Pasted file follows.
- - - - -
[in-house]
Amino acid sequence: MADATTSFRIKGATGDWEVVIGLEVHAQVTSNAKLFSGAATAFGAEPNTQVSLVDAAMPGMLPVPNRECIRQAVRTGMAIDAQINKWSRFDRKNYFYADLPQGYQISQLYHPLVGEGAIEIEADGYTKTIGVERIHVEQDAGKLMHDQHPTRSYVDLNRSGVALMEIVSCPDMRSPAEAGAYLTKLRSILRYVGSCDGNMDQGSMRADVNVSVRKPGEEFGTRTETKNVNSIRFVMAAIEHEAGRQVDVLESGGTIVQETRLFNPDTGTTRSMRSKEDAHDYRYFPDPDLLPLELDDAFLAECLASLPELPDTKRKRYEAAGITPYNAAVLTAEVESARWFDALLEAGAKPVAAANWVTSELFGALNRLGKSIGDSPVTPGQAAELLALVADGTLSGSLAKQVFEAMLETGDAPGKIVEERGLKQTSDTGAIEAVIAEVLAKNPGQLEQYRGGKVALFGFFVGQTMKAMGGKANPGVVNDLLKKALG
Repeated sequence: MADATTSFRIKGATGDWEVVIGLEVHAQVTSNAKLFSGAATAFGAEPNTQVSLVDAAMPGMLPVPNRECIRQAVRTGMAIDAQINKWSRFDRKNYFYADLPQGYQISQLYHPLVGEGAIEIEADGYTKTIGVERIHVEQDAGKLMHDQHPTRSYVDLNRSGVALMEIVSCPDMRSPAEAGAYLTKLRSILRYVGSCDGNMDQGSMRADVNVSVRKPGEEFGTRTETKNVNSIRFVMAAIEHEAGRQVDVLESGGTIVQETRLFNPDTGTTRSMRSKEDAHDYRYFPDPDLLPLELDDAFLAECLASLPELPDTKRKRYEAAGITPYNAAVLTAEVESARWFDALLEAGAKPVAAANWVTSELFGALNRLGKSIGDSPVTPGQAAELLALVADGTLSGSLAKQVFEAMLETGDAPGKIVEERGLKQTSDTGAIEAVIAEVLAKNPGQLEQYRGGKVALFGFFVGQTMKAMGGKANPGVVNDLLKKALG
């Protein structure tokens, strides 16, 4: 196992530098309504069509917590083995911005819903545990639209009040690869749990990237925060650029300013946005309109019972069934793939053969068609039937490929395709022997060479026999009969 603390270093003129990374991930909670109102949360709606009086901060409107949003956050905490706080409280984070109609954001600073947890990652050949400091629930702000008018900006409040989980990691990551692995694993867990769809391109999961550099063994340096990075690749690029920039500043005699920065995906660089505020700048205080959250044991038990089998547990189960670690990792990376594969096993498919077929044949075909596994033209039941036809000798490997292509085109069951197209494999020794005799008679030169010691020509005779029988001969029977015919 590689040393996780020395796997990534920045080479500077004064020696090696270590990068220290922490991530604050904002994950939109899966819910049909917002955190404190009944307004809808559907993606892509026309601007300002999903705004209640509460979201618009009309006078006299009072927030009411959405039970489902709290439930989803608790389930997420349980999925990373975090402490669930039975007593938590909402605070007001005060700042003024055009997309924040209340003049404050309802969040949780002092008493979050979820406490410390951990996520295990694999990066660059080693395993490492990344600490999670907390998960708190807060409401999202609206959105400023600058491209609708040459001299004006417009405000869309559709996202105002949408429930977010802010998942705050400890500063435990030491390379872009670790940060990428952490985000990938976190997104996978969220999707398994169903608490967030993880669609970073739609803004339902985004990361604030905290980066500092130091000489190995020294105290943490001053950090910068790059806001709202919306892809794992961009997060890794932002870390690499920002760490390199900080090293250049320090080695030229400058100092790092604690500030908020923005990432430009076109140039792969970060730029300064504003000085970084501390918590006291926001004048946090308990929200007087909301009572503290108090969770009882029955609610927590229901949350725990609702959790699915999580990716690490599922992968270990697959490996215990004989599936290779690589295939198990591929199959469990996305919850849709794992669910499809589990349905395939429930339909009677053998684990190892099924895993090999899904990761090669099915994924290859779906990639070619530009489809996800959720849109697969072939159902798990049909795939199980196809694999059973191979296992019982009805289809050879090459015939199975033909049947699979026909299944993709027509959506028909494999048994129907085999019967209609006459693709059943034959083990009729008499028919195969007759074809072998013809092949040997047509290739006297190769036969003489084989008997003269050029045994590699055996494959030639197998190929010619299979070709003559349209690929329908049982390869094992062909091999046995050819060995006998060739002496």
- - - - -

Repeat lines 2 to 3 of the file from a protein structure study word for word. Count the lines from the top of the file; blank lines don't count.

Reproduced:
Amino acid sequence: MADATTSFRIKGATGDWEVVIGLEVHAQVTSNAKLFSGAATAFGAEPNTQVSLVDAAMPGMLPVPNRECIRQAVRTGMAIDAQINKWSRFDRKNYFYADLPQGYQISQLYHPLVGEGAIEIEADGYTKTIGVERIHVEQDAGKLMHDQHPTRSYVDLNRSGVALMEIVSCPDMRSPAEAGAYLTKLRSILRYVGSCDGNMDQGSMRADVNVSVRKPGEEFGTRTETKNVNSIRFVMAAIEHEAGRQVDVLESGGTIVQETRLFNPDTGTTRSMRSKEDAHDYRYFPDPDLLPLELDDAFLAECLASLPELPDTKRKRYEAAGITPYNAAVLTAEVESARWFDALLEAGAKPVAAANWVTSELFGALNRLGKSIGDSPVTPGQAAELLALVADGTLSGSLAKQVFEAMLETGDAPGKIVEERGLKQTSDTGAIEAVIAEVLAKNPGQLEQYRGGKVALFGFFVGQTMKAMGGKANPGVVNDLLKKALG
Repeated sequence: MADATTSFRIKGATGDWEVVIGLEVHAQVTSNAKLFSGAATAFGAEPNTQVSLVDAAMPGMLPVPNRECIRQAVRTGMAIDAQINKWSRFDRKNYFYADLPQGYQISQLYHPLVGEGAIEIEADGYTKTIGVERIHVEQDAGKLMHDQHPTRSYVDLNRSGVALMEIVSCPDMRSPAEAGAYLTKLRSILRYVGSCDGNMDQGSMRADVNVSVRKPGEEFGTRTETKNVNSIRFVMAAIEHEAGRQVDVLESGGTIVQETRLFNPDTGTTRSMRSKEDAHDYRYFPDPDLLPLELDDAFLAECLASLPELPDTKRKRYEAAGITPYNAAVLTAEVESARWFDALLEAGAKPVAAANWVTSELFGALNRLGKSIGDSPVTPGQAAELLALVADGTLSGSLAKQVFEAMLETGDAPGKIVEERGLKQTSDTGAIEAVIAEVLAKNPGQLEQYRGGKVALFGFFVGQTMKAMGGKANPGVVNDLLKKALG